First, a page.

The welcome return of the Nokia 3310

Increasing numbers of people are rejecting flash gadgets in favour of retro technology

I have this morning spent a grand total of two hours trying to reset my Apple password. I have tried the names of every sister, every pet, every boyfriend, every teacher and still I have not found a password combination to satisfy the monstrous Cloud. I am fed up with my iPhone and it seems that I am not the only one. Thankfully, this meltdown has come at just the right time: Nokia’s beloved 3310 mobile phone is being revived. Yes, that’s correct, the brick is back.

And what a relief it is too. A phone that is a phone, with only limited frills. It serves the simple purpose of allowing the owner to communicate, via text message or telephone call, and it also stores contacts. It allows limited access to the internet and the camera is a basic one. What more could you want? Foxconn, the company that is manafacturing these new Nokias, is, it seems, responding to the slow but steady increase in consumers who are disenchanted with whizzy high-tech ‘gadgets’ that do everything and nothing.

It’s not just the so-called ‘smart phones’ that we are fed up with. Sales in Polaroid-style cameras and vinyl records are on the up. We’re increasingly dismissing the Apple iCalendar – which has hitherto been a disastrous method of organisation – in favour of paper diaries, notebooks and planners. Luxury stationery company Moleskin has reported a soar in sales over 2016 and on into 2017.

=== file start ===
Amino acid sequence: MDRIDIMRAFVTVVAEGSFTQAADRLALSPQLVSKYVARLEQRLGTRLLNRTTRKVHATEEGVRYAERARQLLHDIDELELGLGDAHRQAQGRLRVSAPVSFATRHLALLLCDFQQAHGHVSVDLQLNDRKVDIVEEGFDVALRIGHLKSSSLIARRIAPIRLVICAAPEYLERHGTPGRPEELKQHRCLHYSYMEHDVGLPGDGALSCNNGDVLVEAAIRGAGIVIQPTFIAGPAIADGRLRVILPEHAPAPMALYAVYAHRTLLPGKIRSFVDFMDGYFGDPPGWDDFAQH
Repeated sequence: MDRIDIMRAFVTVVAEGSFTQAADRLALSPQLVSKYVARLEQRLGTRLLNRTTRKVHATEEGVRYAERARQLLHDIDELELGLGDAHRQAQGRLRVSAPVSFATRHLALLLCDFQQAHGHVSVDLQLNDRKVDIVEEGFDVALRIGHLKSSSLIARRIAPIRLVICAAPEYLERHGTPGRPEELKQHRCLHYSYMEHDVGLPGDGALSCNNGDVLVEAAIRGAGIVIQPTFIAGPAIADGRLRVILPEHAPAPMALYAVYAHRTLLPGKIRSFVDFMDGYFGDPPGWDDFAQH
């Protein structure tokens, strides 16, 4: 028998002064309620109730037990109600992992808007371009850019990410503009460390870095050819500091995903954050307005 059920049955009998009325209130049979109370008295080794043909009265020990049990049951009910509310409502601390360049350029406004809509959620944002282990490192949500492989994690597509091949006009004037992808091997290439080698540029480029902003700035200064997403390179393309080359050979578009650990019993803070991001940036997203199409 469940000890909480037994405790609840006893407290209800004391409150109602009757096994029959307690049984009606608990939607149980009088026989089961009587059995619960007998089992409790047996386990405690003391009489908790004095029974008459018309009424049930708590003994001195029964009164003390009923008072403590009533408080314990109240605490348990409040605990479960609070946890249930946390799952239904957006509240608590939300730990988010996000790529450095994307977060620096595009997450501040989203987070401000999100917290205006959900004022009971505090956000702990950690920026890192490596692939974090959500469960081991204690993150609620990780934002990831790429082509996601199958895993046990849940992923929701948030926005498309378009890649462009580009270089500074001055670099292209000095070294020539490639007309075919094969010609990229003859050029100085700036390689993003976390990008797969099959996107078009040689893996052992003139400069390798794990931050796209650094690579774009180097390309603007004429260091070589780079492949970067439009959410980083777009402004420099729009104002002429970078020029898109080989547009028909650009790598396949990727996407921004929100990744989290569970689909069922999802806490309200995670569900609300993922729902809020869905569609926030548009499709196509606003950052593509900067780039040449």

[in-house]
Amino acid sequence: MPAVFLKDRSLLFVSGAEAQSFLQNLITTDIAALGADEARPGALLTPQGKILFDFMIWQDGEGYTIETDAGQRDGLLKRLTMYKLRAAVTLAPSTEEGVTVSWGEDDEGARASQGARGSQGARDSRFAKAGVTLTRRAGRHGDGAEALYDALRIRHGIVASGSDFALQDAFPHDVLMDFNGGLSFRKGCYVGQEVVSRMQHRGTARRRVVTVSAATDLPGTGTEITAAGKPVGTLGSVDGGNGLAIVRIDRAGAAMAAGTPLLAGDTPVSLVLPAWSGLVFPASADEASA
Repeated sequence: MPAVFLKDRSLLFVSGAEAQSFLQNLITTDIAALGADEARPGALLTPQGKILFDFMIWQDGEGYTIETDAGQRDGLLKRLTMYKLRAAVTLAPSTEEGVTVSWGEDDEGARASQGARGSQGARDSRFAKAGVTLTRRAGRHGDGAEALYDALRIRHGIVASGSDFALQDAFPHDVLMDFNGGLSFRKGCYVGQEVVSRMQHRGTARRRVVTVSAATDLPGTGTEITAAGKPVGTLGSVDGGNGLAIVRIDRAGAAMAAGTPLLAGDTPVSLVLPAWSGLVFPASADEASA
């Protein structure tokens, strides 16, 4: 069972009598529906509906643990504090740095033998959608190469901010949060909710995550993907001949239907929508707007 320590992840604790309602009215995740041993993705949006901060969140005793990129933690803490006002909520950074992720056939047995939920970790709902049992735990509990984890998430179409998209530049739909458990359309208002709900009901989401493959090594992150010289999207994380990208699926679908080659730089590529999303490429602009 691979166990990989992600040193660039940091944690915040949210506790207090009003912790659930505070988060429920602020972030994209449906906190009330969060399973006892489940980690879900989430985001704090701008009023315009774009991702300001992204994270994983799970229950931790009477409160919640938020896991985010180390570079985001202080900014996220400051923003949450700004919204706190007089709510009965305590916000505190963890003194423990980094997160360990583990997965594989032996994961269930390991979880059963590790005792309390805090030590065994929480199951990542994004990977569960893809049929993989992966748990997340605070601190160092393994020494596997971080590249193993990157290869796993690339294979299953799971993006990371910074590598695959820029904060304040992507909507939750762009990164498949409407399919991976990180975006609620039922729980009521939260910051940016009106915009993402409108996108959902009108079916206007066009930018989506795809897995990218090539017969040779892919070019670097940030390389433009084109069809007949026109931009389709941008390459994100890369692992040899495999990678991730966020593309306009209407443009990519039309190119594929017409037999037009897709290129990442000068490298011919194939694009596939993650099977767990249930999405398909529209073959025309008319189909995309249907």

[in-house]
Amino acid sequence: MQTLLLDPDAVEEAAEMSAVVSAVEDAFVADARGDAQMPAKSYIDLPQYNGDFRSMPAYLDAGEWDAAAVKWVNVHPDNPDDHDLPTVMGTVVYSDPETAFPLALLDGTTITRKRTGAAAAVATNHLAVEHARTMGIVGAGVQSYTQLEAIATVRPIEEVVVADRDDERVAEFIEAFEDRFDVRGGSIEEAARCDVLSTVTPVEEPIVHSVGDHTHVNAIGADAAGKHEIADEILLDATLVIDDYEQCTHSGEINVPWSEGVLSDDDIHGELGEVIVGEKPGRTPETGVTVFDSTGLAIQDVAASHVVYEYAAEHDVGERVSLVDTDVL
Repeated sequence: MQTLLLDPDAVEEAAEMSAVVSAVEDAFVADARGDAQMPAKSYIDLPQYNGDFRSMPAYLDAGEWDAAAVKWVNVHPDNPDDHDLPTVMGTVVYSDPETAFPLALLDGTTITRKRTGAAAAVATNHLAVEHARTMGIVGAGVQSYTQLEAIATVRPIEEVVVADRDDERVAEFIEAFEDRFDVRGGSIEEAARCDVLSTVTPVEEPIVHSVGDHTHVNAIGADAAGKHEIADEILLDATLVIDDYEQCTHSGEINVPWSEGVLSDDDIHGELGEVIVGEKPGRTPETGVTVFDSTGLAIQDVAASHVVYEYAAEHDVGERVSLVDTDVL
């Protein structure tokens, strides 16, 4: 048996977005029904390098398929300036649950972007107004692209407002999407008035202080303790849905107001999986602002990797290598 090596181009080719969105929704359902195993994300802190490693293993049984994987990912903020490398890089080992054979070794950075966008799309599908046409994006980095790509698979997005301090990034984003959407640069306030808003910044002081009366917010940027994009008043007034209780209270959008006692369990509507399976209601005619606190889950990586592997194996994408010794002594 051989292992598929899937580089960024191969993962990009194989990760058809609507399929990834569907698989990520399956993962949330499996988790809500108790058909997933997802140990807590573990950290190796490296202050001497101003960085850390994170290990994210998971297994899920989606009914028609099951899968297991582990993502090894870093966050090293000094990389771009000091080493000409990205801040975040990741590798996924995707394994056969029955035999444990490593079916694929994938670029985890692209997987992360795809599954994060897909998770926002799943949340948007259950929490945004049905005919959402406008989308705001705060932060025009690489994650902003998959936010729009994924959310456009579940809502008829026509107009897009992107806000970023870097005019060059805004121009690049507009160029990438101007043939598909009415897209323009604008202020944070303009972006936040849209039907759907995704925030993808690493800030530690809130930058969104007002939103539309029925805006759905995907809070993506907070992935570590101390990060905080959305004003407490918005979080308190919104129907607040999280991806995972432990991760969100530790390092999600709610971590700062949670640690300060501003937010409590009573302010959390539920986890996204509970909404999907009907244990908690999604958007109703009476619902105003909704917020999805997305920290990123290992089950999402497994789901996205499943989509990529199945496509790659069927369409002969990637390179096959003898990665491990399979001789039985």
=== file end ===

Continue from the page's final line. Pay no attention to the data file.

In 2016, The Bookseller reported a decline in eBook sales for the first time. Last month, publishers at the Digital Book World Conference in NYC confirmed that e-book unit sales had dropped a further 16% in 2016 from 2015. James Daunt, chief executive of Waterstones has commented on the drop in sales, saying that ‘the advantages and disadvantages of digital reading are becoming better understood… This is resulting in a partial return to physical book reading as ebook reading finds its natural level.’

Of course, iPhones, Samsungs and all the other hi-tech hardware on the market will always have their loyal followers, and almost certainly dominate the market until the end of time. But it’s nice to see that that a sizeable number of people are looking up from their screens to take in the world around them. And in the meantime, any password suggestions are welcome.

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